Doris Duke Charitable Foundation African Health Initiative Population Health Implementation Training (PHIT) Planning Grant Team Project Summaries
Grantee Institution: JHPIEGO/Johns Hopkins University Team Leader: Sydney Ndeki Project Title: IMARISHA- Improving Regional Integrated Systems for Health Accessibility in Ruvuma, Tanzania
The partnership for Improving Regional Integrated Systems for Health Accessibility (IMARISHA), which means “to strengthen” in Swahili, will implement strategies to improve the delivery of primary healthcare in two of the most underserved and impoverished districts of Ruvuma region in Tanzania. IMARISHA will focus on delivering quality, integrated maternal, newborn and child health services and building the capacity of health systems at community, district, and regional levels. Furthermore, IMARISHA will test and evaluate three innovative approaches to advancing health services and systems. These include: (1) training and supporting volunteer community health workers to distribute essential drugs to villagers in their homes; (2) establishing a 24-hour referral and call center as a resource for frontline health workers; and (3) instituting a health worker recruitment and retention scholarship to increase the number of skilled providers in this remote location. Throughout the life of the program, IMARISHA will continuously evaluate and monitor the impact and cost-effectiveness of its program, sharing results and lessons learned nationally and internationally. The IMARISHA partnership is led by Jhpiego, an affiliate of Johns Hopkins University, in collaboration with the University of Dar es Salaam, the Christian Social Services Commission, and the Tanzania Ministry of Health and Social Welfare.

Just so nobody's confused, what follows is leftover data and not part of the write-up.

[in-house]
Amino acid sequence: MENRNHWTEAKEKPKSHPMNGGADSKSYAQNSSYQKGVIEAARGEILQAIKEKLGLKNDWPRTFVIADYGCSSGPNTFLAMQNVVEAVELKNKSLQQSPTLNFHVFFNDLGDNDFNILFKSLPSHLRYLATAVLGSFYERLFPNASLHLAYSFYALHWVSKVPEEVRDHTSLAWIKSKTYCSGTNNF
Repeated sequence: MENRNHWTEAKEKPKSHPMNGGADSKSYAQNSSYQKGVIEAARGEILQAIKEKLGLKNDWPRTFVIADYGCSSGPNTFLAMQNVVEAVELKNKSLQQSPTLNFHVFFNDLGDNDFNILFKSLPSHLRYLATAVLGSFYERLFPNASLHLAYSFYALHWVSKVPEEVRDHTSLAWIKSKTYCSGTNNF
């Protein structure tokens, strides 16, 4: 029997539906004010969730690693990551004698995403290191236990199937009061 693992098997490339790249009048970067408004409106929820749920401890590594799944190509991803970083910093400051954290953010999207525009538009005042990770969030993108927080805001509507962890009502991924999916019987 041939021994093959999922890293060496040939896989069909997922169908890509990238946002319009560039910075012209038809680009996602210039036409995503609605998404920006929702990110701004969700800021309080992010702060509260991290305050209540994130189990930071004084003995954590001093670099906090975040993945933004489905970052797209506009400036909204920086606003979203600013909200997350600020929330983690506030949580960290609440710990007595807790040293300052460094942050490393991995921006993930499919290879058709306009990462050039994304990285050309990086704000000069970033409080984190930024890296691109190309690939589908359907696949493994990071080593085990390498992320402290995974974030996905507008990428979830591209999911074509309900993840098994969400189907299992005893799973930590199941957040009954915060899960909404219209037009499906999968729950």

Grantee Institution: The University of Alabama at Birmingham
Team Leaders: Dr. Jeff Stringer, Dr. Moses Sinkala Project Title: Clinical Mentoring and Community Engagement to Improve Health Outcomes
We aim to improve MDG-related health outcomes in three largely rural districts in Zambia. Our approach centers upon the simple idea that good outcomes hinge critically on the provider-patient interaction. In recent years, vertical HIV treatment programs have shown that a focus on clinical services – strategically supported by health systems and community efforts
can produce measurable results. We will make a similar investment in delivery of primary care, focusing on rural areas.
Our activities will optimize the provider-patient interaction through a cycle of mentoring, measuring, and evaluating care. We will begin a long-term clinical mentoring relationship with primary care providers to improve clinical care skills. We will also develop standard clinical protocols, forms, and reporting tools to allow care to be measured and routinely evaluated.
Protocols, mentorship, and information gathering will extend to community health work. Clinical quality control and mentoring teams within the districts will lead activities, and districts will have incentives to support clinical care through performance-based financing. We will assess outcomes through community surveys and cost and quality of care through facility surveys.